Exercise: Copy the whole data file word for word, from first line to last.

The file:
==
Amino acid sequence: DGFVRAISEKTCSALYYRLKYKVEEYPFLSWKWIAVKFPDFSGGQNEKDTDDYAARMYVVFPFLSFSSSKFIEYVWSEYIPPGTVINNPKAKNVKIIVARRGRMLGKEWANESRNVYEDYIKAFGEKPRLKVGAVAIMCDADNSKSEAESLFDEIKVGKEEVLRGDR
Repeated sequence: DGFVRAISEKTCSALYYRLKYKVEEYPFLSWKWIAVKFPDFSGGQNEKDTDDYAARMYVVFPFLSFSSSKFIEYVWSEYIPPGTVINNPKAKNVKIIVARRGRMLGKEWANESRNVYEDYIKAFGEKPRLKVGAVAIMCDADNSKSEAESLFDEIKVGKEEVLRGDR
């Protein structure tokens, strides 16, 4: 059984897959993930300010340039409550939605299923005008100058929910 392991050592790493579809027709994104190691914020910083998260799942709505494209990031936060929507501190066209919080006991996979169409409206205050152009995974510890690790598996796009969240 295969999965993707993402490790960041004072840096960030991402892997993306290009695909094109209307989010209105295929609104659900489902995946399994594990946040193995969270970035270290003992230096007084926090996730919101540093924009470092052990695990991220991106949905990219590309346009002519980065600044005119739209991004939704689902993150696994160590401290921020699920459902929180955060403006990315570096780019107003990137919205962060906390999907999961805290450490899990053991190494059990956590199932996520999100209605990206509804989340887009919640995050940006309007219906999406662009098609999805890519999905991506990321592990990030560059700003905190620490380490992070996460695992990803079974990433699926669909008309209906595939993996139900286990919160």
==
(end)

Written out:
Amino acid sequence: DGFVRAISEKTCSALYYRLKYKVEEYPFLSWKWIAVKFPDFSGGQNEKDTDDYAARMYVVFPFLSFSSSKFIEYVWSEYIPPGTVINNPKAKNVKIIVARRGRMLGKEWANESRNVYEDYIKAFGEKPRLKVGAVAIMCDADNSKSEAESLFDEIKVGKEEVLRGDR
Repeated sequence: DGFVRAISEKTCSALYYRLKYKVEEYPFLSWKWIAVKFPDFSGGQNEKDTDDYAARMYVVFPFLSFSSSKFIEYVWSEYIPPGTVINNPKAKNVKIIVARRGRMLGKEWANESRNVYEDYIKAFGEKPRLKVGAVAIMCDADNSKSEAESLFDEIKVGKEEVLRGDR
């Protein structure tokens, strides 16, 4: 059984897959993930300010340039409550939605299923005008100058929910 392991050592790493579809027709994104190691914020910083998260799942709505494209990031936060929507501190066209919080006991996979169409409206205050152009995974510890690790598996796009969240 295969999965993707993402490790960041004072840096960030991402892997993306290009695909094109209307989010209105295929609104659900489902995946399994594990946040193995969270970035270290003992230096007084926090996730919101540093924009470092052990695990991220991106949905990219590309346009002519980065600044005119739209991004939704689902993150696994160590401290921020699920459902929180955060403006990315570096780019107003990137919205962060906390999907999961805290450490899990053991190494059990956590199932996520999100209605990206509804989340887009919640995050940006309007219906999406662009098609999805890519999905991506990321592990990030560059700003905190620490380490992070996460695992990803079974990433699926669909008309209906595939993996139900286990919160």